Calmly ask to reach intoYour glove compartment for yourRegistration, insurance card, if requested.Don’t panic.For any other type of question,keep a tight lip, nod only, theninquire if you may leave, politely.Don’t panic.Speak slowly. Speak softly.Use your best English at all times.Suggest a hint of cursive in your tone.Don’t panic.
A recurring theme here is not just that the white gaze sees black bodies as criminal, but that the black gaze sees white bodies as unpredictable, inconsistent, and therefore, cosmically suspect. Suspicion is impressionistic, not yet corroborated with hard evidence. Rather, suspicion remains a restless emotion that lands somewhere between instinct and paranoia.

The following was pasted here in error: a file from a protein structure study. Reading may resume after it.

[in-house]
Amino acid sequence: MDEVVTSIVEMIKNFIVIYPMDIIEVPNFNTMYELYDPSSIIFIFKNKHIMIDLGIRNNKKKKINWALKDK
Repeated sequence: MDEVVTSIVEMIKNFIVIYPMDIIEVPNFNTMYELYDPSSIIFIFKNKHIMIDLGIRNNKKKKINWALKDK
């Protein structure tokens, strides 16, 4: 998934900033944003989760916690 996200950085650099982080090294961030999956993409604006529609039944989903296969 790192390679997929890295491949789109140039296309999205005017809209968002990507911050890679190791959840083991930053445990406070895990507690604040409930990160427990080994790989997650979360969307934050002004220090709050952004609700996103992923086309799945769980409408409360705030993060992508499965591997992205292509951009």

A recurring theme here is not just that the white gaze sees black bodies as criminal, but that the black gaze sees white bodies as unpredictable, inconsistent, and therefore, cosmically suspect.